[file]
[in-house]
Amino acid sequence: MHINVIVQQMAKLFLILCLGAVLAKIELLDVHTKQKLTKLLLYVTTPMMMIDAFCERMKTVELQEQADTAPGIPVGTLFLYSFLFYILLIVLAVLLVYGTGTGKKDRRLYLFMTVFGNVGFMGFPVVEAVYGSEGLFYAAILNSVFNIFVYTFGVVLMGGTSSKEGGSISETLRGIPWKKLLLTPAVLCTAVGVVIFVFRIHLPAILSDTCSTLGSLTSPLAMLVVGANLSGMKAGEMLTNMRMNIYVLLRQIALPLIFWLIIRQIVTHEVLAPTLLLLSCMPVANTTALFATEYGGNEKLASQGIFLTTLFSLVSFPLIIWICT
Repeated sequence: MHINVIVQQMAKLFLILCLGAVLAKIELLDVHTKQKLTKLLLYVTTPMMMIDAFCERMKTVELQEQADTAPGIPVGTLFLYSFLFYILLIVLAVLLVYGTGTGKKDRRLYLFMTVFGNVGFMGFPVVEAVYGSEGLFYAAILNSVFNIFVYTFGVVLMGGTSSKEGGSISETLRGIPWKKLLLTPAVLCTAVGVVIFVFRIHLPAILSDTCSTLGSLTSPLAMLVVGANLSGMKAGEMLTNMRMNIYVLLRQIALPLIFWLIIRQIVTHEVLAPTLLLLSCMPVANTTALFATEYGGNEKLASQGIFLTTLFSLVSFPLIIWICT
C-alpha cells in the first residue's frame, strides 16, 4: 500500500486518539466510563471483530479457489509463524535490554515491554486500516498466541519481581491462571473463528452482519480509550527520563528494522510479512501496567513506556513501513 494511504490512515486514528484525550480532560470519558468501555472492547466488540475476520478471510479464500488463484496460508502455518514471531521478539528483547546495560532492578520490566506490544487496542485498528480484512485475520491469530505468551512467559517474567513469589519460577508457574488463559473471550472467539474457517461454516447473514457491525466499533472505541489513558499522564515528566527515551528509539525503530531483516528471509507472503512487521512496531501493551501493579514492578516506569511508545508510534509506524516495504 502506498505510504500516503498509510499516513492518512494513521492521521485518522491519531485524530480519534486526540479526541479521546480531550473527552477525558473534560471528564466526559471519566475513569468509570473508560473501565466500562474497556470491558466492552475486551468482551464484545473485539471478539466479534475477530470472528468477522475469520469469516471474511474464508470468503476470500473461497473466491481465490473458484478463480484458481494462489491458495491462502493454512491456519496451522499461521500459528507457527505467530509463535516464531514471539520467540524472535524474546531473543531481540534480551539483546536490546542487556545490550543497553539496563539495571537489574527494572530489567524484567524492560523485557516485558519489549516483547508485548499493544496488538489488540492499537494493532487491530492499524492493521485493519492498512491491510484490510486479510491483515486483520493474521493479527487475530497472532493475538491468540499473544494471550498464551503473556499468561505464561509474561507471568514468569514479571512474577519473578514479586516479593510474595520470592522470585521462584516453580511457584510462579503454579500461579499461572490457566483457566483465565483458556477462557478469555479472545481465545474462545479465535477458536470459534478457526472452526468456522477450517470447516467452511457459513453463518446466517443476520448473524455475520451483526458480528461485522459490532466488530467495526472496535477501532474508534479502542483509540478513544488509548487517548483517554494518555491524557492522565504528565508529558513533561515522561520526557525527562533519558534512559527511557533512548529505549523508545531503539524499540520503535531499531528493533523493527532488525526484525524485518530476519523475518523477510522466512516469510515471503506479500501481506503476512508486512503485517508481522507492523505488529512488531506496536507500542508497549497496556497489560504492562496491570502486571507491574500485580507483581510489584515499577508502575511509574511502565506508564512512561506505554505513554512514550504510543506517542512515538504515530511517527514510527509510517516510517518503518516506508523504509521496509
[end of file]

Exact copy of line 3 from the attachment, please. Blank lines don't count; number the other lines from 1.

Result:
Repeated sequence: MHINVIVQQMAKLFLILCLGAVLAKIELLDVHTKQKLTKLLLYVTTPMMMIDAFCERMKTVELQEQADTAPGIPVGTLFLYSFLFYILLIVLAVLLVYGTGTGKKDRRLYLFMTVFGNVGFMGFPVVEAVYGSEGLFYAAILNSVFNIFVYTFGVVLMGGTSSKEGGSISETLRGIPWKKLLLTPAVLCTAVGVVIFVFRIHLPAILSDTCSTLGSLTSPLAMLVVGANLSGMKAGEMLTNMRMNIYVLLRQIALPLIFWLIIRQIVTHEVLAPTLLLLSCMPVANTTALFATEYGGNEKLASQGIFLTTLFSLVSFPLIIWICT